- Chief Warrant Officer 3 Dallas Gearld Garza, 34, from Fayetteville, N.C.;
- Chief Warrant Officer 2 Marwan Sameh Ghabour, 27, from Marlborough, Mass.;
- Staff Sgt. Kyle Robert McKee, 35, from Painesville, Ohio;
- And Sgt. Jeremy Cain Sherman, 23, from Watseka, Ill. The incident is under investigation. Much more from Stars and Stripes, here.
Another Monday of positive vaccine news is helping send oil prices up today — even as COVID-19 cases and deaths continue to break records across the United States.
About that vaccine: It comes from Moderna Inc., which says today that a late-stage trial reveals that its vaccine is 94.5% effective in preventing COVID-19.
What this might mean: “Together with Pfizer Inc.’s vaccine, which is also more than 90% effective, and pending more safety data and regulatory review, the United States could have two vaccines authorized for emergency use in December with as many as 60 million doses of vaccine available this year,” Reuters reports.
Worth noting: “A key advantage of Moderna’s vaccine is that it does not need ultra-cold storage like Pfizer’s,” which could make distribution considerably easier, Reuters writes. Read on, here.
“It won’t be Moderna alone that solves this problem,” the company’s president told the Associated Press. “It’s going to require many vaccines” to meet demand around the world. More from AP, here.
Now, about America’s soaring caseload: The country has experienced an 81% increase in infections over the past two weeks, and it notched more than 135,000 new cases on Sunday, the New York Times reports in its ongoing tracker. Over the same two-week period, deaths have climbed 39% to 632 Americans who reportedly passed away from the disease on Sunday.
In South Dakota, an ER nurse told CNN today that her coronavirus patients often “don’t want to believe that Covid is real… Their last dying words are, ‘This can’t be happening. It’s not real.’ And when they should be spending time Facetiming their families, they’re filled with anger and hatred — and it just made me really sad the other night.”
Trending poorly: Health care facilities are packed and will soon be overwhelmed in places, The Atlantic’s Ed Yong reported Friday. “There is a roughly 12-day lag between rising cases [and] rising hospitalizations. So the 1.5 million (!!!) confirmed cases from the last 2 weeks have not yet factored into stories about packed emergency rooms,” Yong tweeted Sunday. “Another way to think about these lags is that some of the people who are infected on Thanksgiving will enter the hospital in the middle of December, and the morgue around Christmas.” More, here.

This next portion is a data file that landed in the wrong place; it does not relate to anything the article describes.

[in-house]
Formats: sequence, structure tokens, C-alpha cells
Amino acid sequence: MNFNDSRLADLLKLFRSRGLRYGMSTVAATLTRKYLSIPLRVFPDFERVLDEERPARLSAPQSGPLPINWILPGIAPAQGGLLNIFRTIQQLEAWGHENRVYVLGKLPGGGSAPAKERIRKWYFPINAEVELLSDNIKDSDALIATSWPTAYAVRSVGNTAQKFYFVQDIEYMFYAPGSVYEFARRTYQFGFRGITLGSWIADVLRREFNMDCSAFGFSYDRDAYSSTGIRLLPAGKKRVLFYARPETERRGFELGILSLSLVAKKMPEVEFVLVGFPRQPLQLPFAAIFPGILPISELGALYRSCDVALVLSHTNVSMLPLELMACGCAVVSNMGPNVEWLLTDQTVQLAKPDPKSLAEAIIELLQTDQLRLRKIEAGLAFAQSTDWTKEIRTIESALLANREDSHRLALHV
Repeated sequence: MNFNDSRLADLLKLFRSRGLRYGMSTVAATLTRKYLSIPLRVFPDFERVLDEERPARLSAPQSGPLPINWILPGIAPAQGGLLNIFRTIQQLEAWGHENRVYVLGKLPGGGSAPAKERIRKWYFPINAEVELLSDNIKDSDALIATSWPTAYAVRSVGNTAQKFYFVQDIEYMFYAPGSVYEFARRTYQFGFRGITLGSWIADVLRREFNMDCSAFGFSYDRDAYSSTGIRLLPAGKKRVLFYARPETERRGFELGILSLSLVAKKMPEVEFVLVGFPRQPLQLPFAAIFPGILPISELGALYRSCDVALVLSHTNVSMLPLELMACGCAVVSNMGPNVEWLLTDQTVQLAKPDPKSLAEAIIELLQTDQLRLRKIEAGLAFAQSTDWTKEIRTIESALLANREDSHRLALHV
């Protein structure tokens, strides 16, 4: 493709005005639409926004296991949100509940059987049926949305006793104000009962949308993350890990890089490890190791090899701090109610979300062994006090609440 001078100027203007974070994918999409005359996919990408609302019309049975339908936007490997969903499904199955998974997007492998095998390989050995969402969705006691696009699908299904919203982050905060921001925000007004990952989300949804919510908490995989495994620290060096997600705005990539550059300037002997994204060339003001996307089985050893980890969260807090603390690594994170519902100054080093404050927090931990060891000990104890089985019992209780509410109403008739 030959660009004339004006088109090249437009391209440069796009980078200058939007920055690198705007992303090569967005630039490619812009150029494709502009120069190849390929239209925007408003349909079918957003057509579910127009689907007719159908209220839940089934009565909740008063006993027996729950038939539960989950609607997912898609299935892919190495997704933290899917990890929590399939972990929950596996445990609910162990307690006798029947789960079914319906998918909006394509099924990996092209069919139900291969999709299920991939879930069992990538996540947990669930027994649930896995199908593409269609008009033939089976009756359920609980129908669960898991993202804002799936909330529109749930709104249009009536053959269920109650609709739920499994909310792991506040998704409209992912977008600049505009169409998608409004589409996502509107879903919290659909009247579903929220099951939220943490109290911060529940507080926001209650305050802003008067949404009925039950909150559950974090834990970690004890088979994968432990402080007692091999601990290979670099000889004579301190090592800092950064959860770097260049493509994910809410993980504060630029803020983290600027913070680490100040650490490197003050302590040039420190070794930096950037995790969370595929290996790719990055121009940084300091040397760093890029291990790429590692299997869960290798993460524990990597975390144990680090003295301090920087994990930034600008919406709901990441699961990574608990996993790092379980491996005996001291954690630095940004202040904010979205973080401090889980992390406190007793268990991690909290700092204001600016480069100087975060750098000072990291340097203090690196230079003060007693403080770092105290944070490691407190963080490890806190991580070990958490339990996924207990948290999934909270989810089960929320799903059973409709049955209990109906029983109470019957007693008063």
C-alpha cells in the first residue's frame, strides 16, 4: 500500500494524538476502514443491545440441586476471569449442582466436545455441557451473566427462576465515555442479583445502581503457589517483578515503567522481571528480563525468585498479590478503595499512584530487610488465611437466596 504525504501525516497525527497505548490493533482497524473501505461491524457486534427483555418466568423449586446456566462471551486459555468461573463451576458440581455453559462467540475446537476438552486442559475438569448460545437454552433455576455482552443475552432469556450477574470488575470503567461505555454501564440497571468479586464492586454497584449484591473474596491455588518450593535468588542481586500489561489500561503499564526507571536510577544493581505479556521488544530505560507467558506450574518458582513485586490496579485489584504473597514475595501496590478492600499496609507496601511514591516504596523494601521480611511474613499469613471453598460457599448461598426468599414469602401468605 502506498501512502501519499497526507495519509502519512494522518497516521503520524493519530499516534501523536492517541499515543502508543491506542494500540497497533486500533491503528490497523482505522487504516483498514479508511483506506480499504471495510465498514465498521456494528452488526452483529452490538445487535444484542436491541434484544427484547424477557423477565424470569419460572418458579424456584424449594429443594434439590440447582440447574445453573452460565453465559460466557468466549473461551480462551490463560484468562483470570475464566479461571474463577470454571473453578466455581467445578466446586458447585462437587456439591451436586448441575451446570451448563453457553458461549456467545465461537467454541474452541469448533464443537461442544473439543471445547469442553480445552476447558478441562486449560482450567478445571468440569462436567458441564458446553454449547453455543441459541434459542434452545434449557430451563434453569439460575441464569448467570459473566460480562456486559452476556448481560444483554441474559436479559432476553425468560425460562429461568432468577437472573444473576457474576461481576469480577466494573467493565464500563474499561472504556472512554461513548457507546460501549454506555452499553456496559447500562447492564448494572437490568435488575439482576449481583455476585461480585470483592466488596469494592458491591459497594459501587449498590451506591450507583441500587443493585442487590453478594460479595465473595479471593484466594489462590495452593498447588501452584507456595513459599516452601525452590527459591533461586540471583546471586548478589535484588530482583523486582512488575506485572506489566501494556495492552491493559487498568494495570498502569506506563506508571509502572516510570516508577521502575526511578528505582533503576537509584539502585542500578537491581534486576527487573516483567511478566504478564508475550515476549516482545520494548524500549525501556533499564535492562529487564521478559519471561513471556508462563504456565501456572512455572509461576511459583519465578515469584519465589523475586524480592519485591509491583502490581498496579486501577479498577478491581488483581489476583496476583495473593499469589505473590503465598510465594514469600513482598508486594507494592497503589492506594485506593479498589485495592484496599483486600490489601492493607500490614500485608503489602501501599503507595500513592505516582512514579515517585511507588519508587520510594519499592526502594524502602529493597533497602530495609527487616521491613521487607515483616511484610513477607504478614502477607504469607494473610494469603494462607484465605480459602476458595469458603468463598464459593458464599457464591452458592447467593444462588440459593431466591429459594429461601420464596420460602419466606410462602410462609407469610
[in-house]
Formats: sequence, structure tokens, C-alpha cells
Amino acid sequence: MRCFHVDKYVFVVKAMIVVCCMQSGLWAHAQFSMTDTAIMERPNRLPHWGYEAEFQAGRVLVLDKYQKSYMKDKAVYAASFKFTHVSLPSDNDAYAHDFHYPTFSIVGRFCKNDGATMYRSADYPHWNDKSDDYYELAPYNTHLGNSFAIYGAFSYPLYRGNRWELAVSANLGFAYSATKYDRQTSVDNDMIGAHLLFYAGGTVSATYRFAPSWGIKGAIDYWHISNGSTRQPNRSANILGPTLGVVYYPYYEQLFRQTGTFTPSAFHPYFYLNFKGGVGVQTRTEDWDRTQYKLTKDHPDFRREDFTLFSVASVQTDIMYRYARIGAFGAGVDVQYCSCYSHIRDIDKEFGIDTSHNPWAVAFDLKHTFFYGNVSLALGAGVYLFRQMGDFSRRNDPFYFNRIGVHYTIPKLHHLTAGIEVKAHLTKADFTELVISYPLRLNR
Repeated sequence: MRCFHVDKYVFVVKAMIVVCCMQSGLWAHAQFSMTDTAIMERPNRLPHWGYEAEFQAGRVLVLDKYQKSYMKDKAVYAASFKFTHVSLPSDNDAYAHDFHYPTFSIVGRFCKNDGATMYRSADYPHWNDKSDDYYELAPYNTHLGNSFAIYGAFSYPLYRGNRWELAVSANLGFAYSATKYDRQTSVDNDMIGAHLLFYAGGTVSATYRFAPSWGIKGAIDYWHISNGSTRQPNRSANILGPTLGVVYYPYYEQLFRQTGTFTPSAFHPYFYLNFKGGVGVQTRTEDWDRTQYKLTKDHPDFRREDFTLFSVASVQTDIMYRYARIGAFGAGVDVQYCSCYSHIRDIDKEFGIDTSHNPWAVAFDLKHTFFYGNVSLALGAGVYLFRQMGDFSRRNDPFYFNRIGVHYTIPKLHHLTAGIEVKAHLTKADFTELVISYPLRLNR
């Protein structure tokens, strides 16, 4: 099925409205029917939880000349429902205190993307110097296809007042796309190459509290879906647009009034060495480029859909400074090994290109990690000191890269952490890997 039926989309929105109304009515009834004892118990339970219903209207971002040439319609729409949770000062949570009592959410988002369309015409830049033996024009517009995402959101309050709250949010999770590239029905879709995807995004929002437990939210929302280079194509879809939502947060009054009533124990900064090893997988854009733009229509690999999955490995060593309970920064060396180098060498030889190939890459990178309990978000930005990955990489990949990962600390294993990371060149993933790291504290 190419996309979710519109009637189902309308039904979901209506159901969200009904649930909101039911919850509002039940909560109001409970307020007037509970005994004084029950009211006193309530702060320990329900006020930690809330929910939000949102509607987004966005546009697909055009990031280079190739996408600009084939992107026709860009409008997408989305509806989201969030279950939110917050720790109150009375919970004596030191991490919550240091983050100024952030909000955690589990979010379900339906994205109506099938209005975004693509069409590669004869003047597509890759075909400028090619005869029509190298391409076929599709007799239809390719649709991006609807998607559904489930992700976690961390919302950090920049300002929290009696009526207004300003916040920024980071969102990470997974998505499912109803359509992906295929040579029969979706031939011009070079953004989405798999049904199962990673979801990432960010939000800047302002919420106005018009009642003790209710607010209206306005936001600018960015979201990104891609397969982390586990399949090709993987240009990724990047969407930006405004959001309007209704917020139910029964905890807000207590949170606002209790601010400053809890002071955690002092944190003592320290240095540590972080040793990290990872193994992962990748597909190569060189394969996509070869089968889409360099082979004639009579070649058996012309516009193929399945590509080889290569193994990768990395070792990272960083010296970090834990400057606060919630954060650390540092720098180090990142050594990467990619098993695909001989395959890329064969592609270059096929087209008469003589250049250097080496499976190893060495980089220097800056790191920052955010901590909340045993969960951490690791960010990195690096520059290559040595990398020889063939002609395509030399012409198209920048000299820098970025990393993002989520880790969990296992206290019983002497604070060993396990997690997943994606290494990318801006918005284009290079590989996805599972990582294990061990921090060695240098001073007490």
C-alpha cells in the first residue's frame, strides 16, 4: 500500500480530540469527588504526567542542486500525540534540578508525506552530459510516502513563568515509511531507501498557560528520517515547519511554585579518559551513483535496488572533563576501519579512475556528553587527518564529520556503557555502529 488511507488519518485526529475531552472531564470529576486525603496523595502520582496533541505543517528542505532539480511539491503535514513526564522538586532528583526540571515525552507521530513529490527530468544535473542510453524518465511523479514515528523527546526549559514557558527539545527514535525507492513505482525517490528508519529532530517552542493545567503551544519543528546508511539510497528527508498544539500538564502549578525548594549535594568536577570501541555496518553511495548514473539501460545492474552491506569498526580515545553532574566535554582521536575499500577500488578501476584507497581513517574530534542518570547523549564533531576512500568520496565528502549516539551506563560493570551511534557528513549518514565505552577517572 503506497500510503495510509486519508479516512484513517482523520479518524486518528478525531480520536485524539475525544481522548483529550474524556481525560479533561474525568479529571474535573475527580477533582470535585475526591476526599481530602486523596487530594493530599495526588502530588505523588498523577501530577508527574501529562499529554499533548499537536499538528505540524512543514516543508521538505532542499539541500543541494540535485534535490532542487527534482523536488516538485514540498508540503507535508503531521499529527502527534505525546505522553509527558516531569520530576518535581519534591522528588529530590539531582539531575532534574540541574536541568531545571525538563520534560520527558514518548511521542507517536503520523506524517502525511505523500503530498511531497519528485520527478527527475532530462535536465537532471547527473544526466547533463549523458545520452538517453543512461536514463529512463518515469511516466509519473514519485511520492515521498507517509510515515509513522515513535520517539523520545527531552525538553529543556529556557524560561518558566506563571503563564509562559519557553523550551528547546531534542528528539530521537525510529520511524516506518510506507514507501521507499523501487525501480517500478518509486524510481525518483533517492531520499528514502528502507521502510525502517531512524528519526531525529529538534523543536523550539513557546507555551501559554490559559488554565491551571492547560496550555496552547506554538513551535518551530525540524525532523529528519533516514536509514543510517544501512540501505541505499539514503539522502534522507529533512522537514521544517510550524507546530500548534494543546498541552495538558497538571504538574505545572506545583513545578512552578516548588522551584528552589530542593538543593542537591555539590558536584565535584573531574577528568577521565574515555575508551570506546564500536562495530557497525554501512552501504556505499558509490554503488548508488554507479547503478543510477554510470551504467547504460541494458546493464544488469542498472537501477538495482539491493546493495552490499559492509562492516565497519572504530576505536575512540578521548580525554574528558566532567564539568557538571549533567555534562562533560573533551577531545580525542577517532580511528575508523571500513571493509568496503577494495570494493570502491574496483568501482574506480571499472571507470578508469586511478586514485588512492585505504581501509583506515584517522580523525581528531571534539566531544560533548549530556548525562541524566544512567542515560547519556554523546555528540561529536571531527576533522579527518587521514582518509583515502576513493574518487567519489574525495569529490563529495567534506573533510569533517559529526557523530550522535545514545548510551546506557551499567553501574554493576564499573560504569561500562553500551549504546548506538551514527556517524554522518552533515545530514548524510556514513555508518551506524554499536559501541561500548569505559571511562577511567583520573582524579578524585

Here’s the U.S. Surgeon General, writing on Twitter Sunday evening:
- “Hard truths: 49/50 states with increasing cases, 34 in red or orange zones (ie significant rise). Record cases over the past week will be record hospitalizations soon. Our/ YOUR communities and hospitals simply can not sustain high level care at this rate of increase.”
Knee-capping the next guy? President Trump is reportedly blocking the incoming Biden administration from meeting with coronavirus coordinators, the New York Times reported Sunday. In short, “The president’s refusal to concede has entered a more dangerous phase as he blocks his successor’s transition, withholding intelligence briefings, pandemic information and access to the government.”
And on the other side of the world, “Just a mere 200 new coronavirus cases in South Korea, a nation of 50 million people, and the government there is mulling new restrictions,” tweeted Niraj Warikoo of the Detroit Free Press on Sunday. “Meanwhile, the US had 159,000 new cases yesterday, but no federal action taken, not even 1 tweet from Trump urging mask use.”
For something completely different: Today’s your day to (virtually) learn about submarines. Three U.S. Navy admirals are slated to speak today at a virtual Navy Submarine League Annual Symposium this afternoon. First up — at 1 p.m. ET — is Adm. James Caldwell Jr., who directs the Naval Nuclear Propulsion Program; Vice Adm. Daryl Caudle, who commands the Navy's Atlantic Fleet Submarine Force, is up at 2 p.m.; and Vice Adm. Phillip Sawyer (deputy chief of naval operations for operations, plans and strategy) talks at 3 p.m. Details and registration here.
As initially expected, VCJCS Hyten will leave after his two-year term. “The news of Hyten's retirement comes after a federal judge last month rejected the dismissal of a lawsuit filed against Hyten by his former top aide, a subordinate female officer.” More from Military.com, here.
And lastly today: Three cheers for Hollyanne Milley, whose last name is especially familiar to D Brief readers. Hollyanne is married to Joint Chiefs Chairman Army Gen. Mark Milley, and she happens to be a cardiac nurse who was on-scene when a man in his sixties fell to the ground suddenly last week at Arlington National Cemetery.
How it happened: The Milleys were “attending the annual wreath-laying ceremony at Arlington National Cemetery outside Washington on Wednesday when she noticed a man had collapsed behind one of the columns of a building near the Tomb of the Unknown Soldier there,” the Wall Street Journal reported Friday. Nurse Milley “ran to provide aid, directed someone to call 911 and immediately began administering CPR... for roughly two minutes” before the patient “took a big breath and groaned,” which was a good thing.
“That big deep breath and groan is a wonderful sound when you hear silence,” she told the Journal, explaining, “everybody was so happy when he just took in that big breath of air. It was a beautiful thing.” Continue reading, here.